But other costs play into the showman’s outlay. Hangover: The Tower takes two days and six crew to put up. These people need to be paid for. Daemonium ghost train travels Europe with its own troupe of actors to terrify riders.
“Costs go up as the years go on,” explains Blume. “I increasingly find the crew won’t work six days a week needed to put up the ride.”
A changing world
When Ewald Schneider was just a small boy, his grandfather used to tell him about the fairs in Europe during the Second World War. “People still wanted to have a good time, even though there was a war on. My grandad told me that fairs were an important part of that.” Given that his grandfather would still do business during that bleak period from 1939-1945, it was difficult for Schneider’s family to conceive of any global event that could shut funfairs.
But in 2020, when the Covid 19 pandemic swept the world, Schneider was only able to take Hangover: The Tower to a paltry three fairs. Even in 2021, Luxembourg’s Fun Um Glacis fair was very much a scaled-back version of the full-blown Schueberfouer. Then it rained.
“I think being a showman has been more difficult for the new generation than the older generation,” he says thoughtfully. “There’s not just Covid, but there’s the cost of electricity and gas which is more than it ever was before.”
This sentiment is echoed by the catering trucks who are finding the costs of frying oil and wheat ever more expensive due to global supply disruptions started with covid, then exacerbated by the war in the Ukraine.
Blume, who has been in the showman business for his entire career, is circumspect when asked whether he would want any of his seven children to become showmen.
“I don’t think I would want this life for them,” he says, his phone still ringing in his pocket. “Out of the 365 days of a year I work 340 days. There are no weekends.”
For this reason, Blume hopes to retire in the coming few years to spend more time with his family. He thinks that the future of monster rides such as Daemonium lie in Saudi Arabia, where theme parks are growing in scale and ambition. In Riyadh alone there are at least five theme parks, some with water.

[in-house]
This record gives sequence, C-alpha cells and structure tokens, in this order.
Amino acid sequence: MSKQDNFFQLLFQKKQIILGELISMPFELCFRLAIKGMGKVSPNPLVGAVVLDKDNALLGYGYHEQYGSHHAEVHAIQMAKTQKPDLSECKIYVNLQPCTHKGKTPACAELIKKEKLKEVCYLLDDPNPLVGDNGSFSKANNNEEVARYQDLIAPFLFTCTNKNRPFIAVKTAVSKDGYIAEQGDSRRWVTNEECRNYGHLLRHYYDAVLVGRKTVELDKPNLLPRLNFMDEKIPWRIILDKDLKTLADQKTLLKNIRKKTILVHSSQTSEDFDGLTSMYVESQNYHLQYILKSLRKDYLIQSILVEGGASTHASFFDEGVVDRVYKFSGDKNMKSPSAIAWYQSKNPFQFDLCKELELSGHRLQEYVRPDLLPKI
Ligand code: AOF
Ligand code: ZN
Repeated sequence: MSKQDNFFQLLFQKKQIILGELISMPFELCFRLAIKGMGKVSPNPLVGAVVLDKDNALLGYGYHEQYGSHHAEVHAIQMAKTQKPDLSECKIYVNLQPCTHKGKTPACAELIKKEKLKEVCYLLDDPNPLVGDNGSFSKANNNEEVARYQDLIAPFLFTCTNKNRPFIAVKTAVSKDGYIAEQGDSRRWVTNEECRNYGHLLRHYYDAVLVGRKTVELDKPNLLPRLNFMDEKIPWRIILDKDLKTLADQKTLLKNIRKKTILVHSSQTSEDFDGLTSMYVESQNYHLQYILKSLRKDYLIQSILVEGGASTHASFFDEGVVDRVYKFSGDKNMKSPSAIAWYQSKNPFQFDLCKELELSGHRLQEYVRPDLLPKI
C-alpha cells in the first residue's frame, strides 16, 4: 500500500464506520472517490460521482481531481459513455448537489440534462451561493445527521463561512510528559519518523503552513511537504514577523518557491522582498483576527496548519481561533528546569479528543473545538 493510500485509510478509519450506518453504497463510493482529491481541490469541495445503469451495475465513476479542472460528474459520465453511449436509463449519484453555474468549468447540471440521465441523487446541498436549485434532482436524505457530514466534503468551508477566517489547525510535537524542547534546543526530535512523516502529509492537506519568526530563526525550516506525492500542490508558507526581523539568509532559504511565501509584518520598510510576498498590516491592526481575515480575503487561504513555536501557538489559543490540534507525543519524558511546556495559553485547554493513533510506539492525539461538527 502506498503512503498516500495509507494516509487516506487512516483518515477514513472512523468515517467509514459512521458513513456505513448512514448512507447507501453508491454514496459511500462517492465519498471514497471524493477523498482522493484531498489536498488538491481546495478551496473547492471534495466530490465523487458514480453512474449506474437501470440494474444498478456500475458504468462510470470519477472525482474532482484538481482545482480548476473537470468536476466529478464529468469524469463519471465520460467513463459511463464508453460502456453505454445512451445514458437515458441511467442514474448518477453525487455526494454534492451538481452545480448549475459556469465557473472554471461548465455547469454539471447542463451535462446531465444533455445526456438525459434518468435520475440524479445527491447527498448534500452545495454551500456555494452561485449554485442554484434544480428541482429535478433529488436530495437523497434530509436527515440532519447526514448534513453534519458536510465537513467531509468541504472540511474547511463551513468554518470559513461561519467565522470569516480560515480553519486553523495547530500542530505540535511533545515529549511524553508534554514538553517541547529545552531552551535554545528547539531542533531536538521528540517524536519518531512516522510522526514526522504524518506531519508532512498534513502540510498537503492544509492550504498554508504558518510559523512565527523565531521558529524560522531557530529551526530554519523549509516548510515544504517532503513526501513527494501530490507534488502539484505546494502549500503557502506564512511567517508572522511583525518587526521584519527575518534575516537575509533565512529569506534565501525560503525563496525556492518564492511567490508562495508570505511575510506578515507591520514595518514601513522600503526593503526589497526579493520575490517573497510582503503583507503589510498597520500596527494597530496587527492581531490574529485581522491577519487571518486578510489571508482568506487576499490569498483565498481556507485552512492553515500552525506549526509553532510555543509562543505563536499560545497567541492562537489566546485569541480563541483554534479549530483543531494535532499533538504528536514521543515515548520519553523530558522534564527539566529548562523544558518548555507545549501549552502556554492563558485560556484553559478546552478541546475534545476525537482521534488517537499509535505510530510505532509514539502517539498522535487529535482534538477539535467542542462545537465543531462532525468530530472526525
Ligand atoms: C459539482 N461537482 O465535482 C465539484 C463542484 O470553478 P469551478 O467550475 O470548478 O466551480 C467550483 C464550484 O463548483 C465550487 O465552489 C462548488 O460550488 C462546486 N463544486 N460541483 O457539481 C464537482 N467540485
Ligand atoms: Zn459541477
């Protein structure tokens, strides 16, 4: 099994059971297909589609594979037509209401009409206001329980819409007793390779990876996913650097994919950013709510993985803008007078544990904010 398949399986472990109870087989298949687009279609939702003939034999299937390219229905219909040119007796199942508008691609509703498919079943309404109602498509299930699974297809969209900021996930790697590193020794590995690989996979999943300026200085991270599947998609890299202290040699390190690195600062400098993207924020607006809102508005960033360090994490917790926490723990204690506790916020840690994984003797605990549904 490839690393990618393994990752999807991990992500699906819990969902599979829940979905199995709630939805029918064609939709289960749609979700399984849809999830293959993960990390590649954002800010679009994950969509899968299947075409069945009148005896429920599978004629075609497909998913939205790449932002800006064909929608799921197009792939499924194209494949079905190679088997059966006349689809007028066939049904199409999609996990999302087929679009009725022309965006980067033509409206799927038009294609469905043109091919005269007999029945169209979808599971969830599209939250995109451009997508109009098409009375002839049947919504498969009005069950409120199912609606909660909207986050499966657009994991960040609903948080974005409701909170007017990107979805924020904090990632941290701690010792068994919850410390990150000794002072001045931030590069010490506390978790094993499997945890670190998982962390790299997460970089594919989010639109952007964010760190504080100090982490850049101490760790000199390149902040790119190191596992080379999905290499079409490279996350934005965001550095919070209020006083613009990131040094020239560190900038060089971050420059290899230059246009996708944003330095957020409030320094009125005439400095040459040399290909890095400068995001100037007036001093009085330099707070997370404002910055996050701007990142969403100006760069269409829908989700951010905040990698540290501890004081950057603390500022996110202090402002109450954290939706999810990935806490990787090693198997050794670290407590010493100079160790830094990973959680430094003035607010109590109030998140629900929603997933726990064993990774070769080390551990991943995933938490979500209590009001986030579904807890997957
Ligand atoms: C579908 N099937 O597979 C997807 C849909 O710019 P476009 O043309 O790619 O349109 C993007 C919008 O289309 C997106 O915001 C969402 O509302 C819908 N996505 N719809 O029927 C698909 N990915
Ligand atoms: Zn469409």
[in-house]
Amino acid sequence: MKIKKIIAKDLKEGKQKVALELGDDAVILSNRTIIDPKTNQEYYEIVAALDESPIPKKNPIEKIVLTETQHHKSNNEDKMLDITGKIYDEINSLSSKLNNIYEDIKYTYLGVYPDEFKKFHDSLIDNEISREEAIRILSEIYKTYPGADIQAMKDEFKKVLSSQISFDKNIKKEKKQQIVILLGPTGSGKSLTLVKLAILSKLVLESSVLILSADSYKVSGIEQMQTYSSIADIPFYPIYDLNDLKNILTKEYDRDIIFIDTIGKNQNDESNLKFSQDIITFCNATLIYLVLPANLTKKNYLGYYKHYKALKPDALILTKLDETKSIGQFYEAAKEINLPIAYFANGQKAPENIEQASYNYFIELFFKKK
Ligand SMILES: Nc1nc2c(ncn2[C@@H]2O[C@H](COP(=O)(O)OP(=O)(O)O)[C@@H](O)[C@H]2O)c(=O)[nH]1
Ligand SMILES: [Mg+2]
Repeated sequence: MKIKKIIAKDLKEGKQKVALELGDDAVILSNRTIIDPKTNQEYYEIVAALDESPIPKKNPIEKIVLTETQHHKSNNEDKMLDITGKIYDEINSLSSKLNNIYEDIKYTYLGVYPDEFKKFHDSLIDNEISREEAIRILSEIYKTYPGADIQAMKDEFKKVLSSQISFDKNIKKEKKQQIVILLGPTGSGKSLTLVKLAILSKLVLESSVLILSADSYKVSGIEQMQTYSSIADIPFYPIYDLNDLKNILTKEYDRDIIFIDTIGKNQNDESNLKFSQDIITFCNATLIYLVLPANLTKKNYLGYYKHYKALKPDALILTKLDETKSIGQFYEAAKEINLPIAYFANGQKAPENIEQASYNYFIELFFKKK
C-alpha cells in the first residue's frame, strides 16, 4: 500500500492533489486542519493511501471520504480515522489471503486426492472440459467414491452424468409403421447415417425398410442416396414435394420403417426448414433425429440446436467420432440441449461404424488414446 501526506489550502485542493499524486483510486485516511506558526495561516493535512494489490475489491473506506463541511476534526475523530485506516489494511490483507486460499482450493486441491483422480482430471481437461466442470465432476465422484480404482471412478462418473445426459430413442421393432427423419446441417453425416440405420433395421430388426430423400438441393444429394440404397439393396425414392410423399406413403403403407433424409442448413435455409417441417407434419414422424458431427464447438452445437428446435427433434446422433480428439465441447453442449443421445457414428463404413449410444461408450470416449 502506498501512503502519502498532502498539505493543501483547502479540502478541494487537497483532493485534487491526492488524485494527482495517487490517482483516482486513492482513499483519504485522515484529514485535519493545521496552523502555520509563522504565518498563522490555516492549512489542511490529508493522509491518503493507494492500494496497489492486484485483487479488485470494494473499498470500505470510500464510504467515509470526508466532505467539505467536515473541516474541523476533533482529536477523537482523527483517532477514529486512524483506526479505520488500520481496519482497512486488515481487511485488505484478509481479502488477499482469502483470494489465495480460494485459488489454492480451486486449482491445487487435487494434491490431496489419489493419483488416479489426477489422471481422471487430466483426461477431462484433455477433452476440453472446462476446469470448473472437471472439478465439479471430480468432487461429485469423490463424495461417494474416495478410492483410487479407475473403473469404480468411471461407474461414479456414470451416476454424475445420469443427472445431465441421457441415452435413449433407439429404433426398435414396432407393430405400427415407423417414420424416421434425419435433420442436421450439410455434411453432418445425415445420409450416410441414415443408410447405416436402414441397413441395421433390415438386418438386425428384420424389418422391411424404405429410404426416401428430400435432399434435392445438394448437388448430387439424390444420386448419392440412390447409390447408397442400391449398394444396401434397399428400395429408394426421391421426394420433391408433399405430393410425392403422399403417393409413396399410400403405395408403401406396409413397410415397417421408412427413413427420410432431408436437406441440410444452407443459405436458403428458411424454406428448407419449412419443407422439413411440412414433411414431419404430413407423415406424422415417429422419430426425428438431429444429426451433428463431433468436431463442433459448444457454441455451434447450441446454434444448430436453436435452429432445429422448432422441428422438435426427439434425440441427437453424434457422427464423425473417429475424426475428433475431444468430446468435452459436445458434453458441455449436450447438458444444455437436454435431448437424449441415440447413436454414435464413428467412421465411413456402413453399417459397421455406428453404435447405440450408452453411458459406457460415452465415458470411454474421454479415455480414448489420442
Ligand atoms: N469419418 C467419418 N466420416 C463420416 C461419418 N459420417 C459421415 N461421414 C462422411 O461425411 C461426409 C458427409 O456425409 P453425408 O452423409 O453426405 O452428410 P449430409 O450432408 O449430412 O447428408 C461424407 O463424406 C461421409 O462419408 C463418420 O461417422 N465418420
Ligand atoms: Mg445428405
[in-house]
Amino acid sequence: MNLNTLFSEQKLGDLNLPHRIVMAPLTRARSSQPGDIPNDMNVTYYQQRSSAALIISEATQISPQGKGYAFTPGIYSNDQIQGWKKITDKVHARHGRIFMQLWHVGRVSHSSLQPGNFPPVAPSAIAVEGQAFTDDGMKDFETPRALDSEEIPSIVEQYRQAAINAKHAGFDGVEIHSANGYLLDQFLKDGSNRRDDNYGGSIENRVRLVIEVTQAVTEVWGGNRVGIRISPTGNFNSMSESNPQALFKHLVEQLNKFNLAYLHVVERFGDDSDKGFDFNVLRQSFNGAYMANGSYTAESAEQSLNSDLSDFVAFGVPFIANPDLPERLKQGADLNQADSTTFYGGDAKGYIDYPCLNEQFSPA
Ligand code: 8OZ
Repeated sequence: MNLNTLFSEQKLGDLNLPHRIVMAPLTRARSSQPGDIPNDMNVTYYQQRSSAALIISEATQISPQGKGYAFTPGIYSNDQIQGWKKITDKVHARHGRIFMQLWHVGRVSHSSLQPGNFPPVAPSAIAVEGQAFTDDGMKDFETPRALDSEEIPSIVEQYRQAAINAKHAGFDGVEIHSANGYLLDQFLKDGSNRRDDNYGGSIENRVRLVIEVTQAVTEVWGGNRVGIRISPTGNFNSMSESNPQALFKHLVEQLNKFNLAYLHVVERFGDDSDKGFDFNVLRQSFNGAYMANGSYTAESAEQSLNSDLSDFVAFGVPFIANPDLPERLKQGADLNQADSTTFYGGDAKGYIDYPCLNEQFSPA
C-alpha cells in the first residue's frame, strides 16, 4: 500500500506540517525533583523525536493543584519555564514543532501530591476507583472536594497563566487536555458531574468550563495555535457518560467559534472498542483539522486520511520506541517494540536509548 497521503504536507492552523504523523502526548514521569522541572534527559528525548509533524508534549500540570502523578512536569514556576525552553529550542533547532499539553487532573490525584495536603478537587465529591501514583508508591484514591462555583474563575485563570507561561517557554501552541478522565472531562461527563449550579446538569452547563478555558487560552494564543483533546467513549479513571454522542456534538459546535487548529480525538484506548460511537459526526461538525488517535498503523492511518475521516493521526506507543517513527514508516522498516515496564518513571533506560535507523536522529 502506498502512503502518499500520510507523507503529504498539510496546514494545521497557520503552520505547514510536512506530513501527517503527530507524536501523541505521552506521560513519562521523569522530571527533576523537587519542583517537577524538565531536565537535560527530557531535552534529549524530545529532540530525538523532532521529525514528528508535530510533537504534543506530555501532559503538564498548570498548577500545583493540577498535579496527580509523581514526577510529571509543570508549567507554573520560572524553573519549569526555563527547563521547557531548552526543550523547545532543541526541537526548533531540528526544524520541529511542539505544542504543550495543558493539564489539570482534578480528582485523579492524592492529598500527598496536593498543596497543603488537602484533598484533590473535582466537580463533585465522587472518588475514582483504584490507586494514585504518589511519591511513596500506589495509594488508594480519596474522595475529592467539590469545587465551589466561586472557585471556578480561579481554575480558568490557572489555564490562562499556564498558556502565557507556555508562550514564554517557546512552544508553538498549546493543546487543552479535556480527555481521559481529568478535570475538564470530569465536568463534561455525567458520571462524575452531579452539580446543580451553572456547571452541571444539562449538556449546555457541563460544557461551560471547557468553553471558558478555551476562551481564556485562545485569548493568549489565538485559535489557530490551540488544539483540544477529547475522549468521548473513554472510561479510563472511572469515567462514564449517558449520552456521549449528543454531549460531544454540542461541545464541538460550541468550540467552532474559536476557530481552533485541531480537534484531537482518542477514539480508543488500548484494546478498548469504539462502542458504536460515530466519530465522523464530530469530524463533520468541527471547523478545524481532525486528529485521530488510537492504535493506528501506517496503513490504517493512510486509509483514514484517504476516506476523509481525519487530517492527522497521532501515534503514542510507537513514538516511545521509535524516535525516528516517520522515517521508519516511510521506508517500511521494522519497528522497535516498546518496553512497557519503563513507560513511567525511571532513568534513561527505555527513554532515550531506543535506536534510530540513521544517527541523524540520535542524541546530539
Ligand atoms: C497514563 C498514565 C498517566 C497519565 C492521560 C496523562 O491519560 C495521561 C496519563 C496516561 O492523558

But with retirement comes some magic memories. “I’ve had a beautiful career,” he says. “I have incredible moments to look back on as a showman. Packing up and moving to magical cities, life on the open road, working in the fresh air. I’ve had the good fortune to work with other nationalities and mentalities, with some of the most hardworking and best people I’ve ever met. Who else can say that?”
Blume’s wife, even his mother-in-law are all from showman families so it’s hard for Blume to understand that there are millions of people out there who have no idea what life is like for a fair operator or a showman. “Perhaps I should write a book about it,” he jokes. Perhaps he should.
However, one thing is certain. People need fairs at the moment. “I get the sense that the people in Luxembourg have been waiting a long time for this fair,” Blume says, as a group of women working at the catering trucks troop into the glacis at 7am in the morning to prepare their wares on the eve of the Schueberfouer. They are smiling despite the early hour. “Everyone is excited.”
Mueller agrees. “I hope it goes well for everyone at the Schueberfouer this year. They all deserve it.”